2020 World Champion Joan Mir is another rider of pedigree who has reportedly been attracting interest from across the paddock. The main rumour is about an exciting potential link up with Marc Marquez at Honda, with Pol Espargaro the one to lose out, though those reports are unsubstantiated. When posed with the question by journalist Jack Appleyard, the Suzuki rider played coy: “I feel comfortable at Suzuki, we have achieved great things together, but you never know…”

“You never know” – Mir reacts to Honda contract speculation

For Alex Rins, he’ll likely need to improve upon a single top three finish last season if he wants to secure his Suzuki future.

Will a stacked Ducati reshuffle the deck?

With eight bikes on the grid, there’s no shortage of talent at Ducati. Bagnaia’s future is safe, but what about his teammate Jack Miller (Ducati Lenovo Team). The Aussie ended his five-year wait for another MotoGP™ victory, going back-to-back in Jerez and Le Mans in 2021, and you’d imagine he would need to launch a sustained title attack this season to stave off the challenges of Jorge Martin (Pramac Racing) and Enea Bastinaini (Gresini Racing MotoGP) for the factory seat. The former took one win, three podiums and the Rookie of the Year title in his debut season while the latter finished on the podium twice with a two-year-old Desmosedici.

Elsewhere at the Borgo Panigale factory, Johann Zarco (Pramac Racing) and Luca Marini (Mooney VR46 Racing Team) have plenty to prove, as do rookies Fabio Di Giannantonio (Gresini Racing MotoGP™) and Marco Bezzecchi (Mooney VR46 Racing Team) who hope to ensure their premier class careers don’t fall at the first hurdle.

Riders under pressure

As mentioned, Pol Espargaro’s seat with HRC may be in jeopardy, but if he can continue his pre-season form, it would be no surprise to see him remain with Honda. In the LCR garages, Takaaki Nakagami’s (LCR Honda Idemitsu) long wait for a premier class rostrum may count against him, particularly with the form of Moto2™’s Ai Ogura (Idemitsu Honda Team Asia) behind him.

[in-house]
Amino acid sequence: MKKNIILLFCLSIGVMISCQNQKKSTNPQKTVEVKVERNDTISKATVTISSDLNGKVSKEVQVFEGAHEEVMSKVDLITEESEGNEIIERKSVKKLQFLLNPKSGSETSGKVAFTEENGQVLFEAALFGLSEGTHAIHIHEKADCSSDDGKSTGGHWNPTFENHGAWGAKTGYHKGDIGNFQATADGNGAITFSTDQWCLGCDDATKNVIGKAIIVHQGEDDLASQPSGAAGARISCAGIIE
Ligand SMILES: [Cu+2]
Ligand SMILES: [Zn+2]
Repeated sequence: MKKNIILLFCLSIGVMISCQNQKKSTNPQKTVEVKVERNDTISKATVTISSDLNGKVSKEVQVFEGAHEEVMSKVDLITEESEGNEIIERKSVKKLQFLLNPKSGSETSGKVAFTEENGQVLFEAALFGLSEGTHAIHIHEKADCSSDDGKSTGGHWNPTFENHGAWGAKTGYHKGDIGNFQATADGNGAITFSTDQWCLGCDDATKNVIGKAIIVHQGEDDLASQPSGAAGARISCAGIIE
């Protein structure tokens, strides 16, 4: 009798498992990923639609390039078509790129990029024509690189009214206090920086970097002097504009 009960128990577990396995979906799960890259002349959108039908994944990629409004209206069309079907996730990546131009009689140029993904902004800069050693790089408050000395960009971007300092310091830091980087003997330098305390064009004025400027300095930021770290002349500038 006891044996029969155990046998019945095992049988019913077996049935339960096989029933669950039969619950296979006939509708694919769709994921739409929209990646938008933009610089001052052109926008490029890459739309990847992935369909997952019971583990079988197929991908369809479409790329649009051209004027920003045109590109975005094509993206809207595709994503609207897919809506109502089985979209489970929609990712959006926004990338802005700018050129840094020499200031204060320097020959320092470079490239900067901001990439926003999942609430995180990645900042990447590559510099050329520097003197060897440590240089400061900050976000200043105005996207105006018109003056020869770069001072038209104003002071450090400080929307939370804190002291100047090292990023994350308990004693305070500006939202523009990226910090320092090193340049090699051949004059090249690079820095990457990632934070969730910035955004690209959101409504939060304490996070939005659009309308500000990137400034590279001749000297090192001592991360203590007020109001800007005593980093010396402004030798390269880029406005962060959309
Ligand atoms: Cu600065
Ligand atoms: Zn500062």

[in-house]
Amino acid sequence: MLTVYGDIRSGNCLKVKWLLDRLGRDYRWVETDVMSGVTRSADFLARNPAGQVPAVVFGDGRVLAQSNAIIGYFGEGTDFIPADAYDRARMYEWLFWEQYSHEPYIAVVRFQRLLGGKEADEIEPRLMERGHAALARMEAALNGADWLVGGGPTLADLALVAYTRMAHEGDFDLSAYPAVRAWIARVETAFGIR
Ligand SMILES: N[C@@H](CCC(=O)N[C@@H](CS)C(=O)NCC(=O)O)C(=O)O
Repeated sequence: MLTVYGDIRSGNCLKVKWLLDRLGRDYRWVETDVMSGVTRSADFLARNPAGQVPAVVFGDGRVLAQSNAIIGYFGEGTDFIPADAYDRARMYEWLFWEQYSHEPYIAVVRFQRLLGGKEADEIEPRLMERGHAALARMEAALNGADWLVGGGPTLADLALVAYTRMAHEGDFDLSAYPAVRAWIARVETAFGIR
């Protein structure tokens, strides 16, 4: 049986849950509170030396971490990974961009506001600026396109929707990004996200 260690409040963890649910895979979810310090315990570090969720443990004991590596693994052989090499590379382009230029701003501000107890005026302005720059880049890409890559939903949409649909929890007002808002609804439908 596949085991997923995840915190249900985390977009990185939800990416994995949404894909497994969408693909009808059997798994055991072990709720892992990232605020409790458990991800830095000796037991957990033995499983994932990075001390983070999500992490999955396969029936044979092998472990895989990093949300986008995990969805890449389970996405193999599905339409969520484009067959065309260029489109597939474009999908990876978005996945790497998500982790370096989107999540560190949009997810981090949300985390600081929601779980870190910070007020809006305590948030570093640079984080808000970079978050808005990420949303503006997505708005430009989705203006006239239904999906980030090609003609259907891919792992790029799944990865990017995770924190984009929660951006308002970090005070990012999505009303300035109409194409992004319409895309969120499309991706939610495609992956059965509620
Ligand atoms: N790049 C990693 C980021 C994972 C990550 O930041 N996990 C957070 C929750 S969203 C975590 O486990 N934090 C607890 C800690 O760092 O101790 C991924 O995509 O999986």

After a promising two podium rookie season, 2021 was a challenging year for Alex Marquez (LCR Honda Castrol), and his performances will be closely monitored by team boss Lucio Cecchinello.

The burgeoning talent within the KTM ranks may also put some pressure on Miguel Oliveira (Red Bull KTM Factory Racing). Raul Fernandez and Remy Gardner (Tech3 KTM Factory Racing) are looking to make their mark in MotoGP™ in 2022, while Moto3™ World Champion Pedro Acosta’s (Red Bull KTM Ajo) stock continues to rise after impressing during the pre-season Tests.

A settled Aprilia seems the way forward

2022 could be a big year for Aprilia. Aleix Espargaro delivered the Noale factory their first MotoGP™ podium at Silverstone last season while the singing of Maverick Viñales has given them race-winning quality on a competitive RS-GP. If they can help the Noale factory to become regular top six finishers and to a couple of podiums, it’s unlikely to see either rider in anything other than Aprilia colours in 2023.

With transfer silly season already in full swing, the opening rounds already have an added significance with everyone out to secure their futures with so much talent waiting in the wings. It’s all set for Qatar on March 6th, make sure you catch all the action on VideoPass with